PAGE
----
from the boats, to be sifted and re
arranged for dispatch to the various
training camps farther inland. Not
far from here, work on a new 20,000
bed hospital is forging ahead, and 30
days from now it will -be virtually
V i -. - i tl l. 1 . v..-v
pital center yet constructed, lt is
composed entirely of small, one-story,
light, airy, and attractive structures,
divided into small squares, laid out on
a great, open stretch of sand, sur
rounded by pine trees, and altogether
promises to be an ideal institution of
its kind.
In this same section is an immense
new artillery camp all ready for the
several brigades of artillery which
were expeted when I was there, and,
like the hospital enterprise, it is in
strong hands, and promises well. It
includes a large remount camp, in
which were several thousand horses
at the time of my visit. The work
in this section, which is typical of that
at all the other base ports I visited,
is being vigorously and intelligently
directed. - Strong executives are' in
charge, and the spirit of the workers
is excellent throughout. Everywhere
the Americans are realizing that they
have "caught up with themselves,'
and now that they can visualize the
completion of what a few months
looked so much like an impossible
undertaking they are buoyed up,
happy, and inspired by their success;
they have conquered obstacles and
overcome conditions which only
great ability and indomitable spirit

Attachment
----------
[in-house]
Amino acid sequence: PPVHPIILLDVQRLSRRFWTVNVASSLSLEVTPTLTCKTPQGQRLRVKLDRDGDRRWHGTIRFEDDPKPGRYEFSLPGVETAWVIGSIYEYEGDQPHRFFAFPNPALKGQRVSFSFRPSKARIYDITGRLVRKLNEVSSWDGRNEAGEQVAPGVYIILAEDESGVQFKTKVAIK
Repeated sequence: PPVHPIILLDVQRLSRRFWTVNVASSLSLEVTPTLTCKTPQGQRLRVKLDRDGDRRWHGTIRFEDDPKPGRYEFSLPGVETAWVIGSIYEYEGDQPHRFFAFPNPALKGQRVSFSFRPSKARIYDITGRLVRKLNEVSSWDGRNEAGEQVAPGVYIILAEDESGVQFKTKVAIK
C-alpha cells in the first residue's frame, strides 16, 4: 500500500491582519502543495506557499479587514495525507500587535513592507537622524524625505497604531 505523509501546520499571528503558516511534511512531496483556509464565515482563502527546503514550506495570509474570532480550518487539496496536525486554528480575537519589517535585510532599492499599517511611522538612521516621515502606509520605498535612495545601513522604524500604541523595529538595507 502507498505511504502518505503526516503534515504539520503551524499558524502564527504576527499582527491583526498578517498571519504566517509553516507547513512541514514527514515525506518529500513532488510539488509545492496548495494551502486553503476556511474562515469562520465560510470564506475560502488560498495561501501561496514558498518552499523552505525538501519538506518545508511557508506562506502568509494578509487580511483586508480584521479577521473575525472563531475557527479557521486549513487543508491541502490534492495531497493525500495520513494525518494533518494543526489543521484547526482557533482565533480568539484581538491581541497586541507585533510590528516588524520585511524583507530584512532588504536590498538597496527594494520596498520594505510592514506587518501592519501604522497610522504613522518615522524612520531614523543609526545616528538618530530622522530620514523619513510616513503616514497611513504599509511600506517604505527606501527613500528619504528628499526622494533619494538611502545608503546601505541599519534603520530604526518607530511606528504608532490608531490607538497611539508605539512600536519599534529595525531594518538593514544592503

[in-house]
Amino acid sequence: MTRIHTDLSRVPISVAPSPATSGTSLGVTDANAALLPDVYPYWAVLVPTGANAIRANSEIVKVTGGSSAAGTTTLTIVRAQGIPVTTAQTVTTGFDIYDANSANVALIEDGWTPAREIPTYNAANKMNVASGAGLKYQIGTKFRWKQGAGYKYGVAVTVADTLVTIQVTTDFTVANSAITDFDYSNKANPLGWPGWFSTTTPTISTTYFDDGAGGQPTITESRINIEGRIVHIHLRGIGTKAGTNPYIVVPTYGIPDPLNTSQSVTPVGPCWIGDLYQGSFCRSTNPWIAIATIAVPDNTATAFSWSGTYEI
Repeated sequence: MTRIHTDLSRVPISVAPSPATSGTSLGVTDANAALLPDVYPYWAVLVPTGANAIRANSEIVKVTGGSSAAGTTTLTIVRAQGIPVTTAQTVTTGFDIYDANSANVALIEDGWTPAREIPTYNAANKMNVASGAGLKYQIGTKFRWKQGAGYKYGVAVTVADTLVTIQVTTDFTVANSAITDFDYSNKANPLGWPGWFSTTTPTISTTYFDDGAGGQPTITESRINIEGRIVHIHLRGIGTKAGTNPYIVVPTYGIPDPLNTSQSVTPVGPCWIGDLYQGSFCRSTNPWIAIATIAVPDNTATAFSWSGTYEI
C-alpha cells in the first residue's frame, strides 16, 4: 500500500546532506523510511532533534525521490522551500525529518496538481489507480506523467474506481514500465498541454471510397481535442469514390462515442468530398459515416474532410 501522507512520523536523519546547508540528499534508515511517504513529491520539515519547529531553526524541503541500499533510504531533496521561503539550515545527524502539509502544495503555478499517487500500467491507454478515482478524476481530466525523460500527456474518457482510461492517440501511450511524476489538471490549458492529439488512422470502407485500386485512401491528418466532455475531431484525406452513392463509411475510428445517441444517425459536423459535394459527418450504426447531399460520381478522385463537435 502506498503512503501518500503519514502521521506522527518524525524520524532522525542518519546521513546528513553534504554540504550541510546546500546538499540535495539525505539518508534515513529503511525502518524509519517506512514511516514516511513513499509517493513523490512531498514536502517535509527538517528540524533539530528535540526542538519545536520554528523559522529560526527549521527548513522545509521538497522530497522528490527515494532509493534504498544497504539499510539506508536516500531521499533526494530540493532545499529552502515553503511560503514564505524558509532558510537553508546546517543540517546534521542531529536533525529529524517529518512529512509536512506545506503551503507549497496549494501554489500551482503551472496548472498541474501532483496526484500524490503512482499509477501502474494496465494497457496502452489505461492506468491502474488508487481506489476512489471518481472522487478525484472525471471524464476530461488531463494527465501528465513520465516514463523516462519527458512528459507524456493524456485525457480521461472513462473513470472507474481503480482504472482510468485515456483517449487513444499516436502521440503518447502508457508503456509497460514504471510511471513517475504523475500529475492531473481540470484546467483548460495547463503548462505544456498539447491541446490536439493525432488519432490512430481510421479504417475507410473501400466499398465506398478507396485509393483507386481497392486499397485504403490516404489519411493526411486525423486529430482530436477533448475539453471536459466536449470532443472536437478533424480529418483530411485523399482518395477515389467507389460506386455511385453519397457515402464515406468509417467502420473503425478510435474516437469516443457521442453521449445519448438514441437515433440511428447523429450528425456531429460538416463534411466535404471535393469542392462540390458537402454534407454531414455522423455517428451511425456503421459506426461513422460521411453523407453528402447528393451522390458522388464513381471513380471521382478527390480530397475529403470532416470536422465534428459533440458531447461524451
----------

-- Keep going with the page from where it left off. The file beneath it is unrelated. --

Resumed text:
ccjuld possibly surmount.
One realizes, after inspecting the
character and extent of the work at
the several base norts which the
,t Americans have taken over, that here
lies the strength of their future
scheme of operations. These port
schemes are great affairs today; but
they are so worked out as to be ca
pable of almost unlimited expansion.
This is highly important, for the war
developments of the past two months
have clearly pointed the way towards
Magic Real
greater unity of effort by the allies,
and greater mobility of action by the
French, British and American fight
ing forces. The tendency is toward
a pooling both of effort and supplies,
the natural outcome of centralization
under a single comiriand. This may
easily resolve the American base
ports in France into main reserve cen
ters, from which their channels of dis
tribution will radiate directly to rail
heads on all parts of the front, in
stead of mainly through the inter-
which are now being constructed.
These latter, in that event, would be
utilized in connection with the great
and ever growing training centers
through which, for a long time to
come, the American army of 2,000,000
or more, in the making, must pass.
As at the base ports, so I found
conditions all along the hundreds of
miles of the American lines of com
munication: everywhere the same kind
of capable men in command, the same
splendid spirit and energy, the same
steady progress toward the ends in
view, the same optimism as to the
quick and successful working out of
the plans as a whole.
Mary Garden and Galli-Curci
Will Be Brought Here in
November by Associated
The high mark in the presentation
of opera in Omaha will be reached
November 1 and 2, when two world
famous opera singers will appear in
the leading parts of two world-fa--mons
Mary Garden and Amenta Galh
Curci will head the-greatest number
of great artists who have ever ap
peared in grand opera in Omaha.
the operas are Ihe Barber of -Se
ville, which will be sung in Italian,
and "Thais," which will be in French.
They are part of the Associated Re
tailers of Qmaha course and are
brought here under contract with the
Chicago Opera association.
Besides the cases there will be an
orchestra of 60 musicians and a